This week I’m at the Association of Canadian Archivists (ACA) annual conference in Halifax, Nova Scotia. When I attend international events such as this, I’m always struck by the enthusiasm and passion for historical records and research, which seems to unite both archivists and researchers the world over.
At this conference, Ancestry launched a new partnership with Nova Scotia Archives and Records Management (NSARM) which made the Nova Scotia Birth, Marriage and Death records available to Ancestry’s customers around the world. It’s been a great opportunity to discover some of the fascinating history of this beautiful place.
Last night I visited an exhibition devoted to the Halifax Explosion of 1917. The explosion occurred when munitions ship, the Mont Blanc, was struck by another vessel in Halifax harbour. The collision caused a fire, which in turn caused the crew to evacuate the ship. Without a crew the vessel drifted toward the shore and exploded with such force that almost two square miles of the city was completely devastated and almost 2000 people lost their lives instantly. The explosion was so great that windows were said to have cracked 100km away and the sound could be heard over 400km away – to this day it remains the largest accidental explosion in history.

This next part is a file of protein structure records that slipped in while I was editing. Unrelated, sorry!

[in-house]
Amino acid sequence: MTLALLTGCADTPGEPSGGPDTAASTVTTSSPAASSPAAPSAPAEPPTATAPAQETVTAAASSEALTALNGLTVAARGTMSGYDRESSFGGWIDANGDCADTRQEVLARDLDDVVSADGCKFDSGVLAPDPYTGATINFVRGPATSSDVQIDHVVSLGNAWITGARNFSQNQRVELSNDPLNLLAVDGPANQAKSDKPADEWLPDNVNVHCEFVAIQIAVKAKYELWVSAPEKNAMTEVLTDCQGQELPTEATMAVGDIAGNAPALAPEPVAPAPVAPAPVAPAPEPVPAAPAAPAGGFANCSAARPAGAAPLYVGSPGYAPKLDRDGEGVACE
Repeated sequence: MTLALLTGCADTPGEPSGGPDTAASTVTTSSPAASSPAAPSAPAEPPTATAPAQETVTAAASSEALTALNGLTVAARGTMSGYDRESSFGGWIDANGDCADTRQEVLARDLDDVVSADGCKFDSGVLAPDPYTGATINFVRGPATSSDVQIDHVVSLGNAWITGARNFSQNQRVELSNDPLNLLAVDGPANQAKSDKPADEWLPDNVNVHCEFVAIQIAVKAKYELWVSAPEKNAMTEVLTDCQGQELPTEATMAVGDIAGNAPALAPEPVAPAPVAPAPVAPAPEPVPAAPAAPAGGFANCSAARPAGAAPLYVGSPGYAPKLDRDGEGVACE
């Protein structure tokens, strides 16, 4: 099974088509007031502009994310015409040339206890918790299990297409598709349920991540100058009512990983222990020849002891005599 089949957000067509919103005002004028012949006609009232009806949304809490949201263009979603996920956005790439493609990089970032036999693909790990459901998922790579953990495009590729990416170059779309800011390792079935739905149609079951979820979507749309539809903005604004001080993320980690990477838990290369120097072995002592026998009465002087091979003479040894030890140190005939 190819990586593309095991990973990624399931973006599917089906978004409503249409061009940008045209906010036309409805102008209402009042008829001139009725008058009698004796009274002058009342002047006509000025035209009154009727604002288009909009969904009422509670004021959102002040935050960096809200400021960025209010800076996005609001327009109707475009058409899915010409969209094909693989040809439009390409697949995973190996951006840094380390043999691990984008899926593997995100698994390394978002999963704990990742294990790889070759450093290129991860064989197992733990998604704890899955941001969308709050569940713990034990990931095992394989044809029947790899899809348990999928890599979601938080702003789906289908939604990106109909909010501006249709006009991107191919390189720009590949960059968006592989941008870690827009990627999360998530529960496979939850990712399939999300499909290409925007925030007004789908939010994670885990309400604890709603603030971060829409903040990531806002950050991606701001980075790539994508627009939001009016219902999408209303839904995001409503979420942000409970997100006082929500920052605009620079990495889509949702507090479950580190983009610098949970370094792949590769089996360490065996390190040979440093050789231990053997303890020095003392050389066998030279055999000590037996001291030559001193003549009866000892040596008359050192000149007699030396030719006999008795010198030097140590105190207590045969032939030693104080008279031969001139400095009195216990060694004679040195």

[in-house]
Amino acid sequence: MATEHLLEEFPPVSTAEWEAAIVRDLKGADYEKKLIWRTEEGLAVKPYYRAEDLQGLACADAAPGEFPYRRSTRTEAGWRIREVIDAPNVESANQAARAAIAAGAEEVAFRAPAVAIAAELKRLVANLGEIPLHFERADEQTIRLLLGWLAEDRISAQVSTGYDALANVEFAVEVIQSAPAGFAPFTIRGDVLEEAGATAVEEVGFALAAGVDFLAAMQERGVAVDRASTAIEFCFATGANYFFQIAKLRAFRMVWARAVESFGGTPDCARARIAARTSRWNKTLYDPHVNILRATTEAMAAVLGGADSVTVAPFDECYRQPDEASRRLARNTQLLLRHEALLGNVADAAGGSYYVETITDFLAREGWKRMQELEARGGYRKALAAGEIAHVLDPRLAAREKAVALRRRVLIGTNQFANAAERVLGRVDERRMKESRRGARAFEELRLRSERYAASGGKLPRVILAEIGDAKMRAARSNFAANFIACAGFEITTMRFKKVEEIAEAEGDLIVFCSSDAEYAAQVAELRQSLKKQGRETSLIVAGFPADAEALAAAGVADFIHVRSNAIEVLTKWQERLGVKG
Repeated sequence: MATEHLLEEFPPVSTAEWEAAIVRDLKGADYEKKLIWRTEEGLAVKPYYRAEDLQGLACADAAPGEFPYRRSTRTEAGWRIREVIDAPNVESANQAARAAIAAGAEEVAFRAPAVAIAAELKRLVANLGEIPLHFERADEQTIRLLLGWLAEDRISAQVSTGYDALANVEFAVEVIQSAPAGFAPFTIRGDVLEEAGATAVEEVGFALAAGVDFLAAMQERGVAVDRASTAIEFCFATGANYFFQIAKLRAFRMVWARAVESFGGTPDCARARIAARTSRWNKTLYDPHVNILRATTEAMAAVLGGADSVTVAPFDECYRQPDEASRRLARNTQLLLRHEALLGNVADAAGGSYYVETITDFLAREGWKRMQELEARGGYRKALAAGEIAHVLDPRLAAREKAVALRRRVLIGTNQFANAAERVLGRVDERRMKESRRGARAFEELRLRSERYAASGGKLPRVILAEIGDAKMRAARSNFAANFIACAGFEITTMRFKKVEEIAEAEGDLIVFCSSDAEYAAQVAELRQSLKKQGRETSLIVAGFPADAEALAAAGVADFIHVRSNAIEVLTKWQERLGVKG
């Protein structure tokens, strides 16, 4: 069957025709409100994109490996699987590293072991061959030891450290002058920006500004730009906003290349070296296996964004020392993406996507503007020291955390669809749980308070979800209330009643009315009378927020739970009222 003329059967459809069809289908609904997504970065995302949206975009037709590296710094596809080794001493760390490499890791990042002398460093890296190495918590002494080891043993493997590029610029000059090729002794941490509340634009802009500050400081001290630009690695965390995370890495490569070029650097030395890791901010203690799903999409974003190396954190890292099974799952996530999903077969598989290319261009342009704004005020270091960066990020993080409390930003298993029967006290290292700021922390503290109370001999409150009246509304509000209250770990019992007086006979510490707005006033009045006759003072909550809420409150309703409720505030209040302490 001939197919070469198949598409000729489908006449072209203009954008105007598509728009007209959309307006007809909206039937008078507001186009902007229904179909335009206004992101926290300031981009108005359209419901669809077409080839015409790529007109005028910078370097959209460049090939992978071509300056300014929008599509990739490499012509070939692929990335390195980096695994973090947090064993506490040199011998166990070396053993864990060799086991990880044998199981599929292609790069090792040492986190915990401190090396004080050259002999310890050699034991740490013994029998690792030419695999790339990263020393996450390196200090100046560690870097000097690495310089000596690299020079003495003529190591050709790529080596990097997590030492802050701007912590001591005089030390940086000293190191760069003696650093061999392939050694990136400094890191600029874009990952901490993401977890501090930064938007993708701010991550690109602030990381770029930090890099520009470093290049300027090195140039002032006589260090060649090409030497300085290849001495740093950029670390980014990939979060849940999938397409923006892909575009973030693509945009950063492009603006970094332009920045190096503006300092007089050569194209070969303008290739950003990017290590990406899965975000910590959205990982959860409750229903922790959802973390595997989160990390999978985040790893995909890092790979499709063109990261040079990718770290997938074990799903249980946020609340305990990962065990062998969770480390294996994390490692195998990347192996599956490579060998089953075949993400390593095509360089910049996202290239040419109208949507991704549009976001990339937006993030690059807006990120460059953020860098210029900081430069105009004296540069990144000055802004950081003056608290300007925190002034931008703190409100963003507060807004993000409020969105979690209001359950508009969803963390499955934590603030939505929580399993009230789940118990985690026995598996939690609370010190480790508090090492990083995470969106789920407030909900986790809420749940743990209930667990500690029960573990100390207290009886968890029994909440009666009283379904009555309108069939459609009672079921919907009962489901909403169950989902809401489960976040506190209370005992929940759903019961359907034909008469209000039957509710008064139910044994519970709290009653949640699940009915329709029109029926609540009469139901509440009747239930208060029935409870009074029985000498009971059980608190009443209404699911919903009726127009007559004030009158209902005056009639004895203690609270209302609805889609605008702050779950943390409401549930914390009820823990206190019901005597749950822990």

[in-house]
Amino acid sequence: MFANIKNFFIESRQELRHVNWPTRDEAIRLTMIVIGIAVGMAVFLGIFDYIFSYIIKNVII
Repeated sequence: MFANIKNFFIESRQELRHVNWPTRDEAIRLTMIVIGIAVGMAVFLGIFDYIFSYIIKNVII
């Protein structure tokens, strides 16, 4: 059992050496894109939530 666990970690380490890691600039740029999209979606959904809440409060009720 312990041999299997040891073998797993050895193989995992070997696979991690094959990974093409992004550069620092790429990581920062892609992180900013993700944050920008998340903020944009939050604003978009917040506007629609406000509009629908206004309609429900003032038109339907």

There are incredible tales of valour from so many people and the city of Halifax is rightly proud to this day of the way it banded together and recovered from such a devastating event. Among all the documents, photographs and artefacts in the exhibition however, I was most drawn to a simple pocket watch – its hands forever frozen at four minutes past nine when their imprint was indelibly burned onto its face.
It made me think that for all the census records or BMDs we search, the newspapers we buy, the TV we watch or the books we read; sometimes a pocket watch can tell us more than any of them.